I’d like to thank Heidi at Hands Occupied for the initial inspiration to make these giant artichokes, and The Veggie Box at San Pedro Square Market for letting me take photos at their beautiful store. And lastly, but not leastly, my customers. Nothing is better than doing what you love for a living, and you give that to me.
The artichoke has been relisted on Etsy, so go on over and see if you are tempted!
First, go get an artichoke. It helps to know what such a thing looks like. Maybe draw a picture, or trace a few leaves.
Second, you can eat it now. Steam it with lemon slices and garlic for about 40 minutes and dip the leaves in melted butter. Mmmmm.
I started with my basic “beach ball” pattern, and made a series of overlapping leaf shapes. The original artichoke was a little flatter, so I decided to give this one more dimension by making the largest leaves two layers with stuffing in between them. My next innovation was to cut a long row of the smaller leaves and machine-sew them into gathers and coil them around the top. I may do a scarf in this style!
The hardest part of my sculptures is the initial start-up. I am always afraid of two things: I can’t make it better than before and I can’t make it at all. I require a lot of pep-talks along the way. Since I was making lots of changes to this piece, there were many steps where I thought I was about to fail. In the end, I learned new things and came out with a most beautiful finished product. I’ll post more of the photo shoot later this week.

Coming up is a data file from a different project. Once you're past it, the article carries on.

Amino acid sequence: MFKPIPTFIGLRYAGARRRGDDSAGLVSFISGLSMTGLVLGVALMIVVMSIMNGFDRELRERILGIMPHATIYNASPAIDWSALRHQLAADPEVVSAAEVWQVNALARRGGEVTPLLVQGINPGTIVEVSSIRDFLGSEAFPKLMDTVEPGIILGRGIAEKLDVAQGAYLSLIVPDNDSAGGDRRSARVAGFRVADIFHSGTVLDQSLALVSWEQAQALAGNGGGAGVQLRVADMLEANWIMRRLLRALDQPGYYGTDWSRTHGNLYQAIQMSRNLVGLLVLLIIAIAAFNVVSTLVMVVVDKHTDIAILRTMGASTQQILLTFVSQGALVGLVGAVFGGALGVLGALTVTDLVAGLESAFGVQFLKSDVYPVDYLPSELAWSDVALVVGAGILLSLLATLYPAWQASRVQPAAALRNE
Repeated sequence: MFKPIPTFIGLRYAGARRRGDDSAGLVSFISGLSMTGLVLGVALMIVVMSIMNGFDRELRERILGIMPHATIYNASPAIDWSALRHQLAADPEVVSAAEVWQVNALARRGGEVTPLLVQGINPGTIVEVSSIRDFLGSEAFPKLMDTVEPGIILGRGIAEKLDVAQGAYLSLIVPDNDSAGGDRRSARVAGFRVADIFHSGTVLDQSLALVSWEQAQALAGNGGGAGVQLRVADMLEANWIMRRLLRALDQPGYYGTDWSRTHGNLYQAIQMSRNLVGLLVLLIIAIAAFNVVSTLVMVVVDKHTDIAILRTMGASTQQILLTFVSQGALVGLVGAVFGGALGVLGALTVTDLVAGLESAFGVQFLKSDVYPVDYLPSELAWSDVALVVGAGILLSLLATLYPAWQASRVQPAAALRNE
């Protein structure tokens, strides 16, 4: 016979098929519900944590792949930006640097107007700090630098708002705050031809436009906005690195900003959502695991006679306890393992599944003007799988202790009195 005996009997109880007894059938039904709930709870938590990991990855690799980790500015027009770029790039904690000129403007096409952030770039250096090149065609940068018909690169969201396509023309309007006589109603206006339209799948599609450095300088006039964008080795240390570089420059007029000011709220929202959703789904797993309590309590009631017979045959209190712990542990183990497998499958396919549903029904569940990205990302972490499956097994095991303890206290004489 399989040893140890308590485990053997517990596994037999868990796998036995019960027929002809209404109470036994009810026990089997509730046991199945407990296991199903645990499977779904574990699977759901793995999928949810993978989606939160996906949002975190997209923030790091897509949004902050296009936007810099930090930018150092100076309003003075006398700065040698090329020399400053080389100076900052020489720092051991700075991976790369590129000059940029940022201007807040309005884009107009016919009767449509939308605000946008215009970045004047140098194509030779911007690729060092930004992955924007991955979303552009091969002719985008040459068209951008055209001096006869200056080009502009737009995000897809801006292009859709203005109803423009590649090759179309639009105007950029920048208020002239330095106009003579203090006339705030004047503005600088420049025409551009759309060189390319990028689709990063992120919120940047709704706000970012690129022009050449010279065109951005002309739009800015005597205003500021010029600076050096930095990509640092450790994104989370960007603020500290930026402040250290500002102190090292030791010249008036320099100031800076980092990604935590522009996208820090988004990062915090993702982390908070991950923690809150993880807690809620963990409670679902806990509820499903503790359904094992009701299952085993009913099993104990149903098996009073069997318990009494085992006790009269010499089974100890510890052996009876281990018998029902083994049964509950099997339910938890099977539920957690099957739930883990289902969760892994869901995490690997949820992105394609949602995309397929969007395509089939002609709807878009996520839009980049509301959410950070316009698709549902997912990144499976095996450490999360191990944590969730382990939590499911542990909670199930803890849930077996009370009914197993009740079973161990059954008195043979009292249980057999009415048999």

Another artichoke was commissioned a few weeks ago, and now I’m making a new and improved globular fruit. This is the shape that got me started, not so long ago when I was making things as a joke. Giant stuffed fruit? Mwhahahahaha.
It’s becoming quite beautiful, and I’ve discovered new techniques which may take me in a fashion direction. On the agenda: leafy scarves and baby blankets.
I’m loving my new job at Steve and Kate’s, but it’s hard to get work done when I get home. Kids are so tiring! I may not be making a lot of my own, but I’m helping a lot of other crazy stuff get made. Lots. A lot of the campers have started on embroidery, and while they’re still doing basic stitches, they are prolific and think it’s the greatest thing ever. I showed one girl how to do a satin stitch without wasting all your thread on the back end, and she looked at me like I told her the meaning of life. Teaching kids makes you rethink the way you do and say everything, and I think I’ll come out a more articulate person afterwards.